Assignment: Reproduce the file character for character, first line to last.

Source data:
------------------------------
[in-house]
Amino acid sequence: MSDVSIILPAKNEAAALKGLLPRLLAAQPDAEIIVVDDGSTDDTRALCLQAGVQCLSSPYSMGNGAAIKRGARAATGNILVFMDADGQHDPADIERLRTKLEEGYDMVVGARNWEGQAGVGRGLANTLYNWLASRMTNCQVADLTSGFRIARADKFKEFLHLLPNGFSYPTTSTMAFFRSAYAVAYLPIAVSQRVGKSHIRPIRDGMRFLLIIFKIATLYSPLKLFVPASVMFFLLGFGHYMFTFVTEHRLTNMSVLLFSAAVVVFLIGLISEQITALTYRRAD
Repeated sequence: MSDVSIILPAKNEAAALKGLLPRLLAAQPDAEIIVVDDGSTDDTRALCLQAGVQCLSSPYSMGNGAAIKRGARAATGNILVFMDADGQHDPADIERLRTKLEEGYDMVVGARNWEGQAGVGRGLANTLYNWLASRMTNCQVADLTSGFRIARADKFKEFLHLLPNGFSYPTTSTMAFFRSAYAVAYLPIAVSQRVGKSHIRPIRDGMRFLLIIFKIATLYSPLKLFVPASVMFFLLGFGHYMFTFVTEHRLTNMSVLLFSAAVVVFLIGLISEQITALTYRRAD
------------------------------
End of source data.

[in-house]
Amino acid sequence: MSDVSIILPAKNEAAALKGLLPRLLAAQPDAEIIVVDDGSTDDTRALCLQAGVQCLSSPYSMGNGAAIKRGARAATGNILVFMDADGQHDPADIERLRTKLEEGYDMVVGARNWEGQAGVGRGLANTLYNWLASRMTNCQVADLTSGFRIARADKFKEFLHLLPNGFSYPTTSTMAFFRSAYAVAYLPIAVSQRVGKSHIRPIRDGMRFLLIIFKIATLYSPLKLFVPASVMFFLLGFGHYMFTFVTEHRLTNMSVLLFSAAVVVFLIGLISEQITALTYRRAD
Repeated sequence: MSDVSIILPAKNEAAALKGLLPRLLAAQPDAEIIVVDDGSTDDTRALCLQAGVQCLSSPYSMGNGAAIKRGARAATGNILVFMDADGQHDPADIERLRTKLEEGYDMVVGARNWEGQAGVGRGLANTLYNWLASRMTNCQVADLTSGFRIARADKFKEFLHLLPNGFSYPTTSTMAFFRSAYAVAYLPIAVSQRVGKSHIRPIRDGMRFLLIIFKIATLYSPLKLFVPASVMFFLLGFGHYMFTFVTEHRLTNMSVLLFSAAVVVFLIGLISEQITALTYRRAD